EPSRC Centre for Doctoral Training in Geometry and Number Theory at the Interface

Lead Research Organisation: University College London
Department Name: Mathematics


Geometry and number theory are core disciplines within pure mathematics, with many repercussions across science and society. They are subjects that have attracted some of the best minds in mathematics since the time of the Ancient Greeks and continue to exert a natural fascination on professional and amateur mathematicians alike. Throughout the history of mathematics, both topics have very often inspired major mathematical developments which have had enormous impact beyond their original applications. The fascination of number theory is exemplified by the story of Fermat's last theorem, the statement of which was written down in 1637 and which is simple enough to be understood by anyone familiar with high school mathematics. It took more than 350 years of hard work and highly significant developments across mathematics before Wiles's celebrated proof was finally published in 1995. Wiles's proof involves a mixture of ideas from number theory and geometry, and the interplay between these topics is one of the most active areas of research in pure mathematics today.

The Centre is needed to educate the next generation of academic researchers to maintain the excellence and competitiveness of the UK's universities and also to deliver highly trained mathematicians ready to take their place in financial and other high-tech industries. As shown by our letters of support from the Bank of England, the Satellite Applications Catapult, Heilbronn, Royal Bank of Scotland, and Schlumberger, a wide range of employers have the vision to invest in highly trained pure mathematicians. Our partners all speak highly of the analytical and problem-solving abilities of pure mathematicians trained to PhD level. The students trained in this Centre will be even more highly skilled: the structure of the training programme will encourage independence and leadership and will embed professional development and key skills such as programming, communication skills and public engagement alongside cutting-edge research in topics chosen from geometry and number theory.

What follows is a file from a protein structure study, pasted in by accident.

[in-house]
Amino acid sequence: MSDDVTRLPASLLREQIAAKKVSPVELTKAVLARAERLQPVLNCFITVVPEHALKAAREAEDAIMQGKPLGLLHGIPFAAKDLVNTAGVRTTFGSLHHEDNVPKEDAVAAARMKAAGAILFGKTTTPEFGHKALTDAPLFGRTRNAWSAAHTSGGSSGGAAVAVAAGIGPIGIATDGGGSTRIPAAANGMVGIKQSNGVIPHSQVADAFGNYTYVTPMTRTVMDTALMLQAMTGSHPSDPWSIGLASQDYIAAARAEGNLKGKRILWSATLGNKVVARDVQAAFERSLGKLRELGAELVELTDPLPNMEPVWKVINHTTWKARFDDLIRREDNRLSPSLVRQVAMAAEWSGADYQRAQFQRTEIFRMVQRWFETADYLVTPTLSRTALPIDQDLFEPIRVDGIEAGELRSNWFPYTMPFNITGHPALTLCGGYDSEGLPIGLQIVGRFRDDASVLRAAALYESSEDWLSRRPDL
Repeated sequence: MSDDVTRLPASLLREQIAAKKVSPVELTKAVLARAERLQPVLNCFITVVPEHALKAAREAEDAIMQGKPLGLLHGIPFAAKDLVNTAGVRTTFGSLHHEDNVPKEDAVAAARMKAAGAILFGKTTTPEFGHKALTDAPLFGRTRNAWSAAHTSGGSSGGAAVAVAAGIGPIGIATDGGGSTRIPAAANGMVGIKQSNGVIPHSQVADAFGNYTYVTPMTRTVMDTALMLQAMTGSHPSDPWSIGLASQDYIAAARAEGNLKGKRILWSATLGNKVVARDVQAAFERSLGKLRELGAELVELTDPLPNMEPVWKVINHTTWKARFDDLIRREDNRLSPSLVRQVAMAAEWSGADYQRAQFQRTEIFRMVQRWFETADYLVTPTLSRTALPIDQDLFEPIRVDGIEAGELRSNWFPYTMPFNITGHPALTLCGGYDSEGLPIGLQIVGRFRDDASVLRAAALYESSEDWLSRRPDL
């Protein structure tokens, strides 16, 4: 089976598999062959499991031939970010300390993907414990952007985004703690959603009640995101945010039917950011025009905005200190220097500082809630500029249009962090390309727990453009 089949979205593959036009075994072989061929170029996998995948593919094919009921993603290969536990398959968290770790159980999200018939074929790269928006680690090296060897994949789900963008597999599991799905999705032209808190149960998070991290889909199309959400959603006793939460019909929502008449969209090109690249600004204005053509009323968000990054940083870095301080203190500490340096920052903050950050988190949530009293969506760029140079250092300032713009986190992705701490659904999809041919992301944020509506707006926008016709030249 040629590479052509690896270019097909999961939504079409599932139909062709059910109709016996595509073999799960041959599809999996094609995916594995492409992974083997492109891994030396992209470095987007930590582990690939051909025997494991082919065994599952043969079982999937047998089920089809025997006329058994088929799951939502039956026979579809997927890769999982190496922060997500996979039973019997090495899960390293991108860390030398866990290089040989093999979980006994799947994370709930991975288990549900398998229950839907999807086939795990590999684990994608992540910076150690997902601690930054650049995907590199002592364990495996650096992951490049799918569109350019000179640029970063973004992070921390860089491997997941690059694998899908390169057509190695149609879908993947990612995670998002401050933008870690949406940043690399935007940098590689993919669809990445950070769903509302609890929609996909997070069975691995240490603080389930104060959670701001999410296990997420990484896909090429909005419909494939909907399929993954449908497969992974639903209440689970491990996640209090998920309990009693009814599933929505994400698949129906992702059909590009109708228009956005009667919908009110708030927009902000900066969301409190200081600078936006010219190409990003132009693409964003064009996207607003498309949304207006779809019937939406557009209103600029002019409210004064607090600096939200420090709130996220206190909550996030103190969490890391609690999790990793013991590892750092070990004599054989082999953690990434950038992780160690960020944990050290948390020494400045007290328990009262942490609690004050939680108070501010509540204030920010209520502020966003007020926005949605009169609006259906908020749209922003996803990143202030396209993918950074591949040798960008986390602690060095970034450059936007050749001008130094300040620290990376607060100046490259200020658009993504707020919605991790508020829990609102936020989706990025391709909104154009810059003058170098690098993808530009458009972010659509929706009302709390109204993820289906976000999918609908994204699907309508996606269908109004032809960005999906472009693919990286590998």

Planned Impact

In a recent EPSRC-commissioned report by Deloitte, the impact of mathematical sciences research (MSR) was estimated as contributing 10% of UK jobs and 16% of UK gross value added (approximately £208 billion). MSR underpins almost every aspect of the knowledge economy, and that economy requires ever more sophisticated theoretical ideas for continuing growth and competitiveness. The Deloitte report recognises also that the time-lag between curiosity-driven blue- skies research in MSR and technological innovation is often very long (many decades, typically) but when they do appear their impact can be enormous.

This CDT, which comprises a partnership between Imperial College, King's College London and University College London, will deliver a high-level training programme in pure mathematics, integrating transferable skills activities as a central and challenging part of the programme. The students graduating from our CDT will thus have undergone a universal training which will equip them to respond to the widest possible range of future theoretical challenges, whether from environmental consultancy, hedge-fund management, intelligence agencies and software development, biotech companies, artificial intelligence and visualisation of large data. We expect that approximately half of our graduates will take up such roles, and in so doing contribute directly to the competitiveness of the UK economy and quality of life. The other half are likely to find employment in academia, and thus will contribute directly to the future educational and training needs of the UK over the coming decades.


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